Superheated Water - Effect of Pressure

Effect of Pressure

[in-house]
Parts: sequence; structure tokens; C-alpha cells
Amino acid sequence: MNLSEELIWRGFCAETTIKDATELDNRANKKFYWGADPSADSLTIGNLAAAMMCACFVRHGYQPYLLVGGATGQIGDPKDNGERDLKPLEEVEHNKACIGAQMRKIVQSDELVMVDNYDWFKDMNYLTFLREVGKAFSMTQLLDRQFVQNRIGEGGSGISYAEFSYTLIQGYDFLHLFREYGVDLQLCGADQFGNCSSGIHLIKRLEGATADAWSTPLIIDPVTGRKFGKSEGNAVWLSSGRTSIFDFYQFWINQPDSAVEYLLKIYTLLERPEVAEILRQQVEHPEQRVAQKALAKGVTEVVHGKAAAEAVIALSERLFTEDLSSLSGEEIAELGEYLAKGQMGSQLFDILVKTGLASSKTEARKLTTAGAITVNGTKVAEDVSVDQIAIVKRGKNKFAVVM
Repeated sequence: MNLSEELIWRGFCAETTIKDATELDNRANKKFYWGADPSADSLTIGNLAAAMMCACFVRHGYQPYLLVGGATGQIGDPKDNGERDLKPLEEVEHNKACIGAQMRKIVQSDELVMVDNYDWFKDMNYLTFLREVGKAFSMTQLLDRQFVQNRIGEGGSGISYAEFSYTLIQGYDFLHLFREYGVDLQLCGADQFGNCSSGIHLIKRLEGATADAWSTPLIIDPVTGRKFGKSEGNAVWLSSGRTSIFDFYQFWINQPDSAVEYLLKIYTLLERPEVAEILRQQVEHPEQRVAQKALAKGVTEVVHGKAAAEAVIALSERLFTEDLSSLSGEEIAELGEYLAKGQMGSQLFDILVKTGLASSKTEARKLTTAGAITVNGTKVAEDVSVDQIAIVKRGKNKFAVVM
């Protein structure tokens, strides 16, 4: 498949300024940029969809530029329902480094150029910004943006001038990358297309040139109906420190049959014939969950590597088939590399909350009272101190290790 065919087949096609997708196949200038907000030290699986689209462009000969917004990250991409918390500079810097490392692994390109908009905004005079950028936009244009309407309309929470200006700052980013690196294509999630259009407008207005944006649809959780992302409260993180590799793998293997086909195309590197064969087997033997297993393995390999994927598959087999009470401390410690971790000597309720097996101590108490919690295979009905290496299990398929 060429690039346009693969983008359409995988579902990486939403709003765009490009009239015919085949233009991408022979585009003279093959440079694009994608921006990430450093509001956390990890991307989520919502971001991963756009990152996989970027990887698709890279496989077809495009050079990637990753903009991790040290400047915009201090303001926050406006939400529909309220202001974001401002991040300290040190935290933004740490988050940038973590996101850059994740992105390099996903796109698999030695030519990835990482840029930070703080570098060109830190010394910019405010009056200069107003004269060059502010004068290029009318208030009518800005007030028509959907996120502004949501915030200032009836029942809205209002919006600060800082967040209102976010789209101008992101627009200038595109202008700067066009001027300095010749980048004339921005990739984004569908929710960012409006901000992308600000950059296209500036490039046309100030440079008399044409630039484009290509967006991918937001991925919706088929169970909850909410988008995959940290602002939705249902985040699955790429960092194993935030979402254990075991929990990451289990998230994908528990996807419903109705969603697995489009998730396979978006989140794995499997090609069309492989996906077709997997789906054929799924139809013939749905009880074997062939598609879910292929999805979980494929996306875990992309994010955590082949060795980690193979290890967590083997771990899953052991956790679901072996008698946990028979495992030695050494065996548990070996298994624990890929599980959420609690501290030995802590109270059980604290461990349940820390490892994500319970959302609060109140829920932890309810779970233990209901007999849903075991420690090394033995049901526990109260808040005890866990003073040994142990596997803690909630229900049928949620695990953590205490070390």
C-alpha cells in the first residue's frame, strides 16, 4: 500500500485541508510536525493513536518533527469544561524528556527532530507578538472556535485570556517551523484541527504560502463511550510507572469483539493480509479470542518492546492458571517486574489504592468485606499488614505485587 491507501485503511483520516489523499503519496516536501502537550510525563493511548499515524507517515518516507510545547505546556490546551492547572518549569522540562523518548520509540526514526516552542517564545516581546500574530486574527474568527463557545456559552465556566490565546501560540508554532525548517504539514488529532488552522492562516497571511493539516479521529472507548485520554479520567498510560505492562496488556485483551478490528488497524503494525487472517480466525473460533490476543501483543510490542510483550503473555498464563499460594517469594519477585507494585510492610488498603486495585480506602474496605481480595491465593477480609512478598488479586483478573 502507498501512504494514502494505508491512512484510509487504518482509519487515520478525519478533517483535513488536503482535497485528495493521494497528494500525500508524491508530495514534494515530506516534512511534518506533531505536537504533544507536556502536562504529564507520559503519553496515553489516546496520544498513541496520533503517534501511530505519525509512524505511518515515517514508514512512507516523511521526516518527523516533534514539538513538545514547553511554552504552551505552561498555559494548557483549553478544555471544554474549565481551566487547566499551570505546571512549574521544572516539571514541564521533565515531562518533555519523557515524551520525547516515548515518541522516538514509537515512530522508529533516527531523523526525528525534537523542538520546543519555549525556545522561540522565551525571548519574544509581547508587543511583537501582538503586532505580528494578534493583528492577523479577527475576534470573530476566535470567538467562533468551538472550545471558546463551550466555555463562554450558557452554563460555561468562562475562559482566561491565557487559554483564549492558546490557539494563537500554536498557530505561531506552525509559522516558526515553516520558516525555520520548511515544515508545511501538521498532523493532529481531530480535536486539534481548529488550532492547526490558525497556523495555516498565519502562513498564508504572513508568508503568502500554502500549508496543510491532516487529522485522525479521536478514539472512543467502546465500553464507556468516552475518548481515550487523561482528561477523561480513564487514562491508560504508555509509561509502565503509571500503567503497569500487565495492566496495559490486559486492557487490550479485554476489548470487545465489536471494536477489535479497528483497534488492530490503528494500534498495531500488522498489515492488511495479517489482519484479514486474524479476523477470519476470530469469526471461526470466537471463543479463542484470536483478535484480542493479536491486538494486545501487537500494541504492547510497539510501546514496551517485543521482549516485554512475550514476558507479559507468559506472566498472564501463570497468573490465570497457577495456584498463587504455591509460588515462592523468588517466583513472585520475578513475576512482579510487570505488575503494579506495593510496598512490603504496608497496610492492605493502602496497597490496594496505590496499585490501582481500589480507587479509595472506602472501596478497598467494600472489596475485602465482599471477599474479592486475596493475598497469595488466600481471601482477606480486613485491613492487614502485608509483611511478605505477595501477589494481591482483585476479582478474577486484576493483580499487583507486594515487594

At temperatures below 300 °C water is fairly incompressible, which means that pressure has little effect on the physical properties of water, provided it is sufficient to maintain liquid state. This pressure is given by the saturated vapour pressure, and can be looked up in steam tables, or calculated. As a guide, the saturated vapour pressure at 121 °C is 200 kPa, 150 °C is 470 kPa, and 200 °C is 1,550 kPa. The critical point is 21.7 MPa at a temperature of 374 °C, above which water is supercritical rather than superheated. Above about 300 °C, water starts to behave as a near-critical liquid, and physical properties such as density start to change more significantly with pressure. However, higher pressures increase the rate of extractions using superheated water below 300 °C. This could be due to effects on the substrate, particularly plant materials, rather than affecting water properties.

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